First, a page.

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​“Voice of the Patient”

​“Voice of the Patient” – insights from the MAPS APAC final summit Dec 9th.

The key points made were:

  • Patient needs and diseases are different therefore not all patient groups are the same. They can be NFP with multiple drivers and motivators; and with either salaried or volunteer staff. Their focus can range from research, patient care, and patient advocacy.

  • It’s important to understand the perspective of the different patient groups; understanding their vision and taking the time to appreciate their motivators.

  • Patient groups are motivated by putting the patient first; they know what’s wrong with the system; are credible with government and media and can advocate where industry can’t. As such they make great alliance partners.

  • However they are generally poorly funded, poorly equipped, lack knowledge of the system and can lack confidence.

  • Different groups have different levels of sophistication, and the question raised is how can industry adapt and adjust their internal processes so that they can partner effectively with patient groups.

  • It is the responsibility of established patient groups to reach out to emerging groups and forge alliances in order to share best practice approaches eg fund-raising and governance.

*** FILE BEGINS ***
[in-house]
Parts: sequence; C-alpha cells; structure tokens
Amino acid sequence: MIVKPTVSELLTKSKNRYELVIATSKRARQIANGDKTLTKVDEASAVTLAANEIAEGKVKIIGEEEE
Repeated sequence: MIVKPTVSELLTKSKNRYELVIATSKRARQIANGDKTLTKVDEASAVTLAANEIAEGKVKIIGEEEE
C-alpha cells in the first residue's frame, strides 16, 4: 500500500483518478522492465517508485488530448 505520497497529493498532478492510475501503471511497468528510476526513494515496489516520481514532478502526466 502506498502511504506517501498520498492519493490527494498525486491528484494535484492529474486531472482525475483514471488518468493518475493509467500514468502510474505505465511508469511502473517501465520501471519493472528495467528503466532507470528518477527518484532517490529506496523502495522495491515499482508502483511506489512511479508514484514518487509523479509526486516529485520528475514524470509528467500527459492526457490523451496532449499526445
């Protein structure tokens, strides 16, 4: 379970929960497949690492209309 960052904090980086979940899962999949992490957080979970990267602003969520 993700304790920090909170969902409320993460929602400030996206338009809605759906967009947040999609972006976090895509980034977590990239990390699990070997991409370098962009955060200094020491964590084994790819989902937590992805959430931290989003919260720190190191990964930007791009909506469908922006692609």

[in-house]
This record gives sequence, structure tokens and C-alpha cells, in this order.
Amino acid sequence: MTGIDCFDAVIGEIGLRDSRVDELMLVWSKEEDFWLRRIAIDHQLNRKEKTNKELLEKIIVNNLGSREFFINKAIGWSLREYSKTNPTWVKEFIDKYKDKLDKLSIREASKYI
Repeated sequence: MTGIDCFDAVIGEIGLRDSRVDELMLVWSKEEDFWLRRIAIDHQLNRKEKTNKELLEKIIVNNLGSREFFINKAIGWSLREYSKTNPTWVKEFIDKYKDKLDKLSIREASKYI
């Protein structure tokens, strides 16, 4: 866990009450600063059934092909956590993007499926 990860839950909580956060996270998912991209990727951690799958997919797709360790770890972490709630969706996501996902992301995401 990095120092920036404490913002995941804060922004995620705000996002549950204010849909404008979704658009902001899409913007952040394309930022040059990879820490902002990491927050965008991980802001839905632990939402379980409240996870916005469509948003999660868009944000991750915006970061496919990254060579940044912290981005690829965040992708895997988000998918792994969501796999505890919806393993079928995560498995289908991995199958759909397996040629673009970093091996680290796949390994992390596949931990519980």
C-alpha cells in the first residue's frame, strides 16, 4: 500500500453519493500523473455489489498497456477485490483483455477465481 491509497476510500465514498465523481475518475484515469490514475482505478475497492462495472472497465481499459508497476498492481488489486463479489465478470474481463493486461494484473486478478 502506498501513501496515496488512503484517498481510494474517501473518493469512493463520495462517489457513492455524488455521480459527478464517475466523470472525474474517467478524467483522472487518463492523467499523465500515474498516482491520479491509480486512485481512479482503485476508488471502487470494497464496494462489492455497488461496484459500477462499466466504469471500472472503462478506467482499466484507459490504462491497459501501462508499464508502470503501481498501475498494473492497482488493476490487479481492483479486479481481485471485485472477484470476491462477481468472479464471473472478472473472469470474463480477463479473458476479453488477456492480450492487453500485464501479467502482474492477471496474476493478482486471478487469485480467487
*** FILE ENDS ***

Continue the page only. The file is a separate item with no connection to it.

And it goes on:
• There are opportunities for industry to reach out to patient groups in order to explore common interests ie to improve patient outcomes,

  • Real-life stories are very effective in amplifying key messages.

  • The patient voice, experience and need are important components in clinical trial strategy planning.

  • Both patient groups and industry want the same thing – “the best treatments as fast as possible”. This requires transformative rather than transactional initiatives.

  • Ethical engagement focuses on transparency, multi-company projects, multi-stakeholder alliances, and respect for independence.

  • “It is tremendously exciting to be working in the Asia Pacific region because of the opportunities to advance patient-focused initiatives”. An example discussed was involving patients in a ‘Patient Publication Steering Committee’ where participants were involved at the strategic planning stage in the identification, generation and oversight of publications including plain language summaries of trial results.

Thanks to the presenters and panellists: Richard Vines, Ruth Kuguru, Victoria Elegant, Karen Wooley, and Zig Lang